Did you know that tooth decay is the most common chronic childhood disease in the U.S.? It is five times as widespread as asthma and seven times as common as hay fever — but the good news is that tooth decay is preventable!
Mouths are full of bacteria. Most bacteria are harmless and can be kept under control by the body’s natural defenses, coupled with routine dental care. However, if harmful bacteria get out of control, health problems — such as tooth decay and gum disease — may begin. Gum disease, dental procedures that cut the gums or vigorous tooth brushing may allow bacteria to enter the bloodstream. Then the bacteria can travel to various organs in the body and cause disease.
Research suggests that chronic inflammation caused by the bacteria of gum disease may result in heart disease and stroke. In addition, scientists suggest that tooth loss before the age of 35 may be a risk factor for Alzheimer’s disease. Therefore, teaching your kids to take care of their teeth from a very early age is in their best interest!
Here are answers to questions parents frequently have about their children’s teeth.
When do infants get their first teeth?
Your infant may start drooling around two months of age. This indicates she is teething! The first teeth may not cut through for several months. The first teeth erupt between six and nine months of age. However, if you have a family history of early teeth, your child may get them early, too.
Which of my baby’s teeth will erupt first?
Between five and ten months of age, babies get their upper and lower central incisors, then lateral incisors, canines and first and second molars. Primary tooth emergence is completed by age three.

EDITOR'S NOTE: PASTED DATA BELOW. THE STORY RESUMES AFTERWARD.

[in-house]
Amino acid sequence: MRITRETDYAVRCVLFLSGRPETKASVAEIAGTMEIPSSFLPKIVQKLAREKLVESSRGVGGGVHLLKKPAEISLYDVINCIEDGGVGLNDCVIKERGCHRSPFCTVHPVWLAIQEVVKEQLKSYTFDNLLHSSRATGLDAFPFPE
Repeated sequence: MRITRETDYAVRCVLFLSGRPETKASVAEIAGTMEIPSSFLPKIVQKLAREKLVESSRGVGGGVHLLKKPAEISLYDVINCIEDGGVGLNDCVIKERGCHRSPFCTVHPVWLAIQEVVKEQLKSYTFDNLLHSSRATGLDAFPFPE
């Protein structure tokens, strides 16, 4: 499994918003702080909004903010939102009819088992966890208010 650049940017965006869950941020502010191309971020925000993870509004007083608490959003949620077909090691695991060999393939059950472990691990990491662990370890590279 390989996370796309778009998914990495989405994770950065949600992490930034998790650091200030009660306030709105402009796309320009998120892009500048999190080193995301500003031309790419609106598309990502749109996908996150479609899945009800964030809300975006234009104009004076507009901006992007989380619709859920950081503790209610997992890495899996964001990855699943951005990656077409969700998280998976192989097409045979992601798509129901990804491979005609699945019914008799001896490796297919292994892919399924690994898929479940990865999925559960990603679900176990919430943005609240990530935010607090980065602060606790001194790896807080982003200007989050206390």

When do baby teeth fall out?
Primary teeth start to fall out between six and eight years of age, and they follow the order in which they erupted: central incisors, lateral incisors, canines, first and second molars.
The second upper molars fall out between 9 and 12 years of age, and the lower second molars fall out between 11 and 13 years of age.
When should I begin brushing my child’s teeth?
Dental care should start right after your baby is born. Starting early will help prevent tooth decay later.
• During bottle feedings, hold your infant and the bottle, instead of letting your baby hold the bottle.
• Avoid bathing your baby’s teeth in formula by not letting your infant fall asleep when drinking a bottle.
• Never try to encourage sucking by dipping pacifiers in sugar or any other sweet substances.
• Introduce your baby to a sippy cup at six months, and wean her off the bottle right after the first birthday.
• When the first tooth erupts, clean it with a wet washcloth or a soft toothbrush and water or baby toothpaste after each feeding.
Why can’t my infant use my toothpaste?
Adult toothpastes contain fluoride, and they are not recommended for children until they learn to spit them out. Avoid letting your child use your toothpaste, because swallowing fluoride will cause permanent white spots on the teeth.
How can I soothe my teething baby?
Teething causes gum pain and sometimes pain in the ears. If your baby is cranky, an appropriate dose of acetaminophen or ibuprofen (if your child is older than six months) might be helpful. Check with your health care provider for a weight-based dose for your infant. Teething infants love to chew on things to soothe their gums. Offer your baby a teething ring that was kept in the fridge (don’t freeze teething rings, as they can cause frostbite on the already-tender gums!). You can also refrigerate a couple of wet washcloths. Your baby will love their cold-yet-soft feel.
When should my child see a dentist for the first time?
The American Academy of Pediatrics (AAP) recommends that every child have the first dental appointment right after the first birthday. However, many dentists don’t feel comfortable seeing young children because of their fidgeting and inability to follow directions, and recommend the first visit around the second birthday. Ask your health care provider for a list of pediatric dentists in your area. Or, to locate a pediatric dentist, visit:http://www.aapd.org/finddentist/ or http://www.dentists4kids.com/.